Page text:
New this year to Microsoft Tech Summit is The Hub Expert Center where attendees will have the opportunity to connect with Microsoft SME’s during Day 1 and 2. It is an excellent opportunity to connect, gather lead retrievals and engage with potential customers.

Ask the Experts: We will hold an Ask the Experts Networking Hour on Day 1 from 17:45 – 18:45. All Speakers and Staff are required to attend this event. New this year are two 30-minute panels hosted by Microsoft SME and MVP’s. Additionally, attendees will be able to interact and learn from industry peers and representatives from Microsoft. Expert table topics will be as follows, and Speakers are required to self-staff these areas: Business Applications, Data and AI, Cloud Infrastructure, App Development, Internet of Things, Modern Workplace and Microsoft 365

 

on the Microsoft Tech Community at:

Visit aka.ms/ts/amsterdam

Sign in with your Microsoft or LinkedIn account and select ‘Evaluations’ to submit your feedback after sessions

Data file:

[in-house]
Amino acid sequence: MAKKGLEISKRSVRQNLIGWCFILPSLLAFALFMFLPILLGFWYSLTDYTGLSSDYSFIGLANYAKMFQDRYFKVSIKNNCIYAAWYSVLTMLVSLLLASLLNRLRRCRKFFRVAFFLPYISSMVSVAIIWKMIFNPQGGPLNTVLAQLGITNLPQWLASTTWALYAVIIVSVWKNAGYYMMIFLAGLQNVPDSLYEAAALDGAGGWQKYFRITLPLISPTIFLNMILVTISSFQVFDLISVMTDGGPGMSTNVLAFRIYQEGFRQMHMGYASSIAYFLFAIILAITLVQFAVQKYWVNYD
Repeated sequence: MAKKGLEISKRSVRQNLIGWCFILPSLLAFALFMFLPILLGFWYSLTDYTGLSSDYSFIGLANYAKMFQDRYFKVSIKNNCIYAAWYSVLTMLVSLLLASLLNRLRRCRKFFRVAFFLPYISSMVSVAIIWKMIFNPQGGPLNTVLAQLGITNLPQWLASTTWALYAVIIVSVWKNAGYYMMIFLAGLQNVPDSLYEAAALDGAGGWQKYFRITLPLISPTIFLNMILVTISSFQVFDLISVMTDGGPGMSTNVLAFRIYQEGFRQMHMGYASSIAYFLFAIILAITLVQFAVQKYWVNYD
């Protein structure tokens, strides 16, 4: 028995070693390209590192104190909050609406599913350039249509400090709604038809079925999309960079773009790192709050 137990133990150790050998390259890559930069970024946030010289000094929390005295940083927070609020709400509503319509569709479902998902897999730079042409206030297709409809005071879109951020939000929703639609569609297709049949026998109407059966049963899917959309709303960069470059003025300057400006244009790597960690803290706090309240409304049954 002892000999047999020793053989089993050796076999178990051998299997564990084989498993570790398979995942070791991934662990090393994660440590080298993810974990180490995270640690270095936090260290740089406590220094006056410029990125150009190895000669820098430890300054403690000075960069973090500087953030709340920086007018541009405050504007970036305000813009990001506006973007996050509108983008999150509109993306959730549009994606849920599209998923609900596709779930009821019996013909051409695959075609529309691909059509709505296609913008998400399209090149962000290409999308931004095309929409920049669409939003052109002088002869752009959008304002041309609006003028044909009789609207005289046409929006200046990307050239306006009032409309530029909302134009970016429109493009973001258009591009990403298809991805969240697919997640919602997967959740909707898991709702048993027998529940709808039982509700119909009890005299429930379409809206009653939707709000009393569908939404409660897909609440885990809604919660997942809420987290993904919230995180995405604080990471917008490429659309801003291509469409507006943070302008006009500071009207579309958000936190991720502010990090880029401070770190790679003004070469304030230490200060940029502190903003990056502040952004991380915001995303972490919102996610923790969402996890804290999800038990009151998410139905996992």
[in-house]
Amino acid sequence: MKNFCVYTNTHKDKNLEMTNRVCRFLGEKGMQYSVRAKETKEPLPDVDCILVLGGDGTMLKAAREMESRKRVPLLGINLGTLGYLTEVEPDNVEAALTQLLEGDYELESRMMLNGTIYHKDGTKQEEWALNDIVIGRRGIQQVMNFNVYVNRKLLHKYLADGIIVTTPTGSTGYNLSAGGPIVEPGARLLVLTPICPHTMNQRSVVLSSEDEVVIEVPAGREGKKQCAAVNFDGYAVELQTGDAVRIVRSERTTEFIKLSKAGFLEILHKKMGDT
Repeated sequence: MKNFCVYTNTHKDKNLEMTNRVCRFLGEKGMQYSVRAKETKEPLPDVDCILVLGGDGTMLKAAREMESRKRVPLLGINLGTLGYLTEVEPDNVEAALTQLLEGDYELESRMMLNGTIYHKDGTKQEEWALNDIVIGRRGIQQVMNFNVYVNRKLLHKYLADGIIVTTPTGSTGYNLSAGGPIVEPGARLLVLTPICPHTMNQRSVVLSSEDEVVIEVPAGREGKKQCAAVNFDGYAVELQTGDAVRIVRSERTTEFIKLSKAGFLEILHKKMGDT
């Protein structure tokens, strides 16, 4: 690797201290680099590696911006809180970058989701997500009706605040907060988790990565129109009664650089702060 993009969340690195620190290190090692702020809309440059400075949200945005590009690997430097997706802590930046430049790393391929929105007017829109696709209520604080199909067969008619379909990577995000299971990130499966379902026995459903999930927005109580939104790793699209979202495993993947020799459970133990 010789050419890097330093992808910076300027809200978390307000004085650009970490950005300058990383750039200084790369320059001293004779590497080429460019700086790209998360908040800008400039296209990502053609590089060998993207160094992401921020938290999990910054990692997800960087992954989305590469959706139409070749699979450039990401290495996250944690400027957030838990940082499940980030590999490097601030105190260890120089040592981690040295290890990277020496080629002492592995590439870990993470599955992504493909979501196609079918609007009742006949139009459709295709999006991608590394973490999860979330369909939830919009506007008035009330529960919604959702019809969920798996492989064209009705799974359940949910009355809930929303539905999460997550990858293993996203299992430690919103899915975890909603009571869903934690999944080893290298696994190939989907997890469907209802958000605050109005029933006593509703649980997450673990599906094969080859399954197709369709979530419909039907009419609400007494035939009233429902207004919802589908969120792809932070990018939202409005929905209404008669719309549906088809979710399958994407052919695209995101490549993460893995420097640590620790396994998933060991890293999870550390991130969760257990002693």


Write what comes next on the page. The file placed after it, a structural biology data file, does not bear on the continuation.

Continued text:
image

Posted March 28, 2018 by Robert Smit [MVP] in Event

Tagged with ,

How to Backup Azure file shares with #AzureBackup #ASR #AFSB #Azure   Leave a comment

Backup for Azure file shares is something that is a feature that we all want. Azure Files is a cloud-first file share solution with support for industry standard SMB protocol. Azure Backup enables a native backup solution for Azure file shares, a key addition to the feature arsenal to enable enterprise adoption of Azure Files. Using Azure Backup, via Recovery Services vault, to protect your file shares is a straightforward way to secure your files and be assured that you can go back in time instantly.

If you want to read my old blogs about Azure backup https://robertsmit.wordpress.com/tag/azure-backup/

Below is a schematic on how the Backup for Azure File Shares Works.

Backup for Azure File Shares

Key features

  • Discover unprotected file shares: Utilize the Recovery Services vault to discover all unprotected storage accounts and file shares within them.
  • Backup multiple files at a time: You can back up at scale by selecting multiple file shares in a storage account and apply a common policy over them.